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Three quarters of today's workforce wants career growth opportunities. In fact, 68 percent of workers believe that policies around training and development are the most vital ones at their companies. And millennials are particularly passionate about growth—87 percent of them report that professional development opportunities are very important to them.

But it's virtually impossible for HR teams or L&D professionals to offer the meaningful professional development opportunities that workers crave without buy-in from the C-suite. It's up to organizational leaders to establish professional development strategies and career growth opportunities as fundamental to their organizations, particularly in today's competitive atmosphere, where unemployment is at a two-decade record low and two-thirds of workers have changed jobs in the last year because of lacking development and learning opportunities.

What can leaders do to grasp the significance of growth opportunities and make them a priority at their company? The following are three professional development strategies that every leader should know.

1) Gain an Awareness of Employee Ambitions

Disconnected leaders won't be in tune with their employees' appetite for growth, or with the areas of business that can benefit from these ambitious workers. To get in the loop, leaders should develop an understanding of what workers want to gain out of their time with the company, and how leadership can help them get there. They'll also want to maintain an open conversation with managers about any professional development opportunities on their teams that growth-hungry workers may want to explore.

"Employers must shift their mindset from helping employees succeed within their company, to helping employees succeed, period. If employers approach employees from the perspective of 'Your work here will make you more successful at this company, and elsewhere,' employees will recognize the commitment to development, feel more appreciated and understand that their employer invested in them," Rick Devine, CEO of TalentSky, says in Forbes.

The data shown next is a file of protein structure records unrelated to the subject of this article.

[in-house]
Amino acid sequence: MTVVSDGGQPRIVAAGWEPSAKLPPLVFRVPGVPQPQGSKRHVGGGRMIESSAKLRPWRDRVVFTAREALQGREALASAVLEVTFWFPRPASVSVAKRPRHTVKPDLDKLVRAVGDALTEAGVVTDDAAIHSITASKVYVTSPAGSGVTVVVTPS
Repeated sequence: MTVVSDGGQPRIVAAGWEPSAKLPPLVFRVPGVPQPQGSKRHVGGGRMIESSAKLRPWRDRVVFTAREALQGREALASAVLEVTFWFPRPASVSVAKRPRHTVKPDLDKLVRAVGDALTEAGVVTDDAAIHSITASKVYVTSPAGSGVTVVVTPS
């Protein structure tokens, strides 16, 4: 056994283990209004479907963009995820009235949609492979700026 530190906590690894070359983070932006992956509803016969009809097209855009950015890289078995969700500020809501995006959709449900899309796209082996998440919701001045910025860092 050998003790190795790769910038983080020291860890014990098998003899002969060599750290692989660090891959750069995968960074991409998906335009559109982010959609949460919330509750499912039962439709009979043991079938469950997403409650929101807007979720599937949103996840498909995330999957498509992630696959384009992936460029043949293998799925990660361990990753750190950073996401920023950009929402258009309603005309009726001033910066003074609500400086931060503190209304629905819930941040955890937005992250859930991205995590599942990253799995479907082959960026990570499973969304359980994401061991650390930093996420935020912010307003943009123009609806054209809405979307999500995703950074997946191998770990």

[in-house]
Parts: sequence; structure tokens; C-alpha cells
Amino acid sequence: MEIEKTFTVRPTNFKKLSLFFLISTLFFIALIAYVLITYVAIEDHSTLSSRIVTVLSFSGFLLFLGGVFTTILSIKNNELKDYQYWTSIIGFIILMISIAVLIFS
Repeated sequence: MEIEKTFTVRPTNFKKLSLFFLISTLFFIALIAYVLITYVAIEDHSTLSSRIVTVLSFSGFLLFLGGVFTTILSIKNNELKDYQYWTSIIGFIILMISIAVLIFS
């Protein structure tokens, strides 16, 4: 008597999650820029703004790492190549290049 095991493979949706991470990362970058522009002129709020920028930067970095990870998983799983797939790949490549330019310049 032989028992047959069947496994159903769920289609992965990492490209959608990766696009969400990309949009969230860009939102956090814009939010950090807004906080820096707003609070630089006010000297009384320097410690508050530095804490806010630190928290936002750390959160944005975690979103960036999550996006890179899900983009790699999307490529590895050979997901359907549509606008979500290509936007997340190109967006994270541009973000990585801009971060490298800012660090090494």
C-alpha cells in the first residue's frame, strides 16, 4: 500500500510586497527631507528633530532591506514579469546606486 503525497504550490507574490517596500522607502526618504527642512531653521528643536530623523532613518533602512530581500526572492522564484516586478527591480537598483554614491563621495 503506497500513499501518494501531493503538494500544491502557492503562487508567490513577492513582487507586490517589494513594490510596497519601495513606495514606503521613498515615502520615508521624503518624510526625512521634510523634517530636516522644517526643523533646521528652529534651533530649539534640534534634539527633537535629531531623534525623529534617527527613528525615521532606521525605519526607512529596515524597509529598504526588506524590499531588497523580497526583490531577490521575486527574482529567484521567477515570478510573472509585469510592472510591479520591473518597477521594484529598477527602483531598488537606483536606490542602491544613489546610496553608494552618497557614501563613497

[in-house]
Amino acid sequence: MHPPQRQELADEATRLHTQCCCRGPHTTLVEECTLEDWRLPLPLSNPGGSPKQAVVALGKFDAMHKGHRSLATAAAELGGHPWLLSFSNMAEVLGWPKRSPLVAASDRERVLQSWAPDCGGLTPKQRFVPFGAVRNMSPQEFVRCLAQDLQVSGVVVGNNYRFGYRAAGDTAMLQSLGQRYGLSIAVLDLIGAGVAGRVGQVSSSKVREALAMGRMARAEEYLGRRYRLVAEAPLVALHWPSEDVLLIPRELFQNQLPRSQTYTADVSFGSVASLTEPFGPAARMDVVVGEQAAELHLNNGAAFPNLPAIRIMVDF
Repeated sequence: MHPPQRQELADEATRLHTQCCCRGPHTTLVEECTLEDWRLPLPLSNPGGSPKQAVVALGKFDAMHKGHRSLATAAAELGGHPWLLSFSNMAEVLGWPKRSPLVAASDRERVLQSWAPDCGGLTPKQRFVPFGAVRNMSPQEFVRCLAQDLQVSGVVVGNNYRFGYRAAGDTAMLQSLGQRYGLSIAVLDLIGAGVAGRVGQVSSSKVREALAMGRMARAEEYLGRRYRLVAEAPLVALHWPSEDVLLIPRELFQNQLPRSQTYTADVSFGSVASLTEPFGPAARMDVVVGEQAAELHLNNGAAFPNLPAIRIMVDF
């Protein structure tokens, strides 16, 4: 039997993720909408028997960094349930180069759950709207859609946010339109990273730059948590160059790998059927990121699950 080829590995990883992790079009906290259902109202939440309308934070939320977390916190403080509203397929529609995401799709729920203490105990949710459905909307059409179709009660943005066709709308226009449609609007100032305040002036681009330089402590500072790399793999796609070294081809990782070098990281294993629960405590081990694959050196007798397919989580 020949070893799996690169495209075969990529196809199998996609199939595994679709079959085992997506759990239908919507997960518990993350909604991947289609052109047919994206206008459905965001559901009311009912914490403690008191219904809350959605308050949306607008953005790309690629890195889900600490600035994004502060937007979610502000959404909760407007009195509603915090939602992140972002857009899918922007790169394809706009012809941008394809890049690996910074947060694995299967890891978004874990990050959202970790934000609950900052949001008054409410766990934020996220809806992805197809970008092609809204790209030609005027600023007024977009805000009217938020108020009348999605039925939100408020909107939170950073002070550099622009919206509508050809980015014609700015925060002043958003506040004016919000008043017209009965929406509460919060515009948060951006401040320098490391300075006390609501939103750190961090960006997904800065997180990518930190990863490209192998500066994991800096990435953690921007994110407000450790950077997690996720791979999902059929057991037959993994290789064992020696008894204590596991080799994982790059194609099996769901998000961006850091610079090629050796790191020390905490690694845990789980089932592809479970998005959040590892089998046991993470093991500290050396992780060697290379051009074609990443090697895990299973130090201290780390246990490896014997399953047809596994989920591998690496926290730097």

2) Assess the Skills Required For Growth

Before organizational leaders can make growth and professional development a company-wide priority, they need to get a grasp on any skill gaps that exist across the board, and work with HR or L&D teams to help workers overcome these gaps.

Sixty-two percent of executives believe they will need to retrain or replace more than a quarter of their workforce between now and 2023, and this skills gap can't be resolved by  simply sending everyone back to school, says Darren Shimkus, president of Udemy for Business. "Even if you hire for today's must-have skills, that's no guarantee you'll have the right talent for tomorrow's," he explains in TLNT.

Once organizational leaders become aware of the gaps that exist at their organization (a Learning Management System can help track and identify any gaps that exist based on employee feedback and engagement with learning materials), they'll be more willing to invest in learning platforms and learning content development, which will, in the long run, help with employee growth.

3) Engage in Tough Conversations About Growth

Armed with an understanding of employees' goals and the skills workers will need to attain them, leaders need to start participating in regular meetings with employees about their growth and development. Depending on the roles of individual executives, they may not have a lot of time to spare, so these meetings can be held in groups, if needed.

Leaders need to prepare for these to be tough conversations—after all, employees may feel stifled or bored in their current positions or might even be planning to quit. That's why leaders should come into the meetings ready to turn the conversation around and offer growth options.

"For employees to sense opportunities for growth and development, keep talking about development plans and succession planning. Maintain communication about advancement opportunities on an organization-wide level, and also through personal development meetings where the question is asked, 'Where do you see yourself in this company five years from now?' and 'How can we help you get there?'" says Charles Rogel, VP of product development at DecisionWise.

By investing in career growth and implementing smart professional development strategies, organizational leaders will be contributing to their employees' success, and ensuring that their talent is satisfied with their roles within the company. With the support of their HR team or L&D department, leaders can truly make growth and development an organizational priority and demonstrate to workers that they are invested in their future.

Photo: Creative Commons